Whereas prior to this the speaker sees the fish both as something to be feared and as something to catch, when the speaker notices the evidence of all the other fishermen that the fish has outwitted or survived, the attitude towards the fish is shown to change dramatically. Notice how the speaker talks about the fish after noticing these details:
Like medals with their ribbons
frayed and wavering,
a five-haired beard of wisdom
trailing from his aching jaw.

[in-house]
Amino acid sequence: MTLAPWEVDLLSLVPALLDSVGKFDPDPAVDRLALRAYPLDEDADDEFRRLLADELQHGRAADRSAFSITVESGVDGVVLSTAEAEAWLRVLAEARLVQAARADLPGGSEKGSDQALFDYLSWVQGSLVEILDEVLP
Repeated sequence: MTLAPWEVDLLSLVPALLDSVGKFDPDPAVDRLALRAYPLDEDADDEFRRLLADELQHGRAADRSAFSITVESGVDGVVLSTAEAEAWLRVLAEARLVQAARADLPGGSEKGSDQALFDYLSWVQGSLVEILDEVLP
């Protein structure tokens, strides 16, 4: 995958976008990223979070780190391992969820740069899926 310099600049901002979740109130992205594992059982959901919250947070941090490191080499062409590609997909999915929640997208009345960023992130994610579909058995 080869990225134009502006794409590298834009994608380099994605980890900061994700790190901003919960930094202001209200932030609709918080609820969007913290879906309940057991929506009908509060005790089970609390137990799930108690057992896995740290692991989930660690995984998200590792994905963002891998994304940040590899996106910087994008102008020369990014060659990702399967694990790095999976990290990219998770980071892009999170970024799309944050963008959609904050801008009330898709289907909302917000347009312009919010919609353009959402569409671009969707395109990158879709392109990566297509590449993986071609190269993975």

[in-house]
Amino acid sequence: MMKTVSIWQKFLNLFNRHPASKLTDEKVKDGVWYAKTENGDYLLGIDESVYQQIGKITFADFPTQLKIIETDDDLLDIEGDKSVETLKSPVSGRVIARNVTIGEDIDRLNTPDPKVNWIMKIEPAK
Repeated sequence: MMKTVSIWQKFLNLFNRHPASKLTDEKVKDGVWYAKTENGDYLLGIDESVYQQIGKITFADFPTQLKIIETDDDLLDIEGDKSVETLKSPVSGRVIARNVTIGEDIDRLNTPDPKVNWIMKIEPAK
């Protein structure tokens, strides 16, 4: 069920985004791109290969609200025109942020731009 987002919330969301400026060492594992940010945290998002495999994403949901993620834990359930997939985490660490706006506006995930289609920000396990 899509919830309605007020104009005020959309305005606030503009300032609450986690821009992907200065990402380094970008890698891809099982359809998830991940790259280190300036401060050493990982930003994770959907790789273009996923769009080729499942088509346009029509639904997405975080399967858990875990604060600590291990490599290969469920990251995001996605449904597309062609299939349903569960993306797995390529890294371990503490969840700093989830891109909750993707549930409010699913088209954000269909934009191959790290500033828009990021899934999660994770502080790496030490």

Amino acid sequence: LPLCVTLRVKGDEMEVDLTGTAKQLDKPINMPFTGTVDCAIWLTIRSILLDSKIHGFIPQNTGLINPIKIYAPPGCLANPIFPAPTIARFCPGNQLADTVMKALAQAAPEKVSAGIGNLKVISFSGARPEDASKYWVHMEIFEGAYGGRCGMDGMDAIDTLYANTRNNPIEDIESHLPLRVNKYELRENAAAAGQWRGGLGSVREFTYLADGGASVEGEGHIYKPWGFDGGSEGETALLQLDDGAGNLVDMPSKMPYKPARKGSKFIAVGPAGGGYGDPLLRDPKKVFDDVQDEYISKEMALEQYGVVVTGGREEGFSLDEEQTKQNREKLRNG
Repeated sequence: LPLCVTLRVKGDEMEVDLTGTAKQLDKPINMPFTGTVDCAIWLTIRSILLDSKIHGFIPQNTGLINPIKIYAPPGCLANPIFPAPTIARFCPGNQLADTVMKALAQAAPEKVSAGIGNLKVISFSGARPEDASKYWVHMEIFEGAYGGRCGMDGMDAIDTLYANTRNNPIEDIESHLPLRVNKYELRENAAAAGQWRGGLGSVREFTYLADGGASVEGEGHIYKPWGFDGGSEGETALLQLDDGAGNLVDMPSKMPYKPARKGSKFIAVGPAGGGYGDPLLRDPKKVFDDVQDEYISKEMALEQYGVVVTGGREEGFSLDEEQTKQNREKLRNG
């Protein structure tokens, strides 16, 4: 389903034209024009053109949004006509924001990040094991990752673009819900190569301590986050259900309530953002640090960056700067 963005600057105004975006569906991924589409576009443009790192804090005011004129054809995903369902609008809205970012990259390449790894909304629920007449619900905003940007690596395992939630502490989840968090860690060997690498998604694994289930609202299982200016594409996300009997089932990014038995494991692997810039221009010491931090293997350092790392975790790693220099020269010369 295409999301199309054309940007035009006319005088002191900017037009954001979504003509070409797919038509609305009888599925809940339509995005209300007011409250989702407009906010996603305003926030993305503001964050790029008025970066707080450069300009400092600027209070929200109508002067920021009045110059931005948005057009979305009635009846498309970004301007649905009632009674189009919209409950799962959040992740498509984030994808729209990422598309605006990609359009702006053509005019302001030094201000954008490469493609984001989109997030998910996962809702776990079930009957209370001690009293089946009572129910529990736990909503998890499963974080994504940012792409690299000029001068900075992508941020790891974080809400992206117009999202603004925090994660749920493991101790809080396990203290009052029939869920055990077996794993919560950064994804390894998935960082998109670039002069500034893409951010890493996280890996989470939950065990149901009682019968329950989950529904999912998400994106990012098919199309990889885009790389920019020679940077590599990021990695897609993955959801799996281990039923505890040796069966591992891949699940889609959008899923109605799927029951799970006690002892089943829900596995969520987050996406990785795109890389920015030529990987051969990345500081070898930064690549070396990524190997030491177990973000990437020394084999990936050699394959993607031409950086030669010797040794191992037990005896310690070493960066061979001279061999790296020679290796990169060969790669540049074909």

The speaker sees the various bits of fishing line and other evidence that the fish has escaped so many fisherman as "medals" for this fish, who is compared to some kind of old war-veteran with his "beard of wisdom." Suddenly, the fish in the mind's eye of the speaker is transformed from being merely a thing to catch to a figure that deserves respect and whose wisdom needs to be acknowleged. When this epiphany breaks upon the speaker, we are told that "victory filled up" the boat as the speaker decides to let the fish go and not to kill it for his or her own amusement.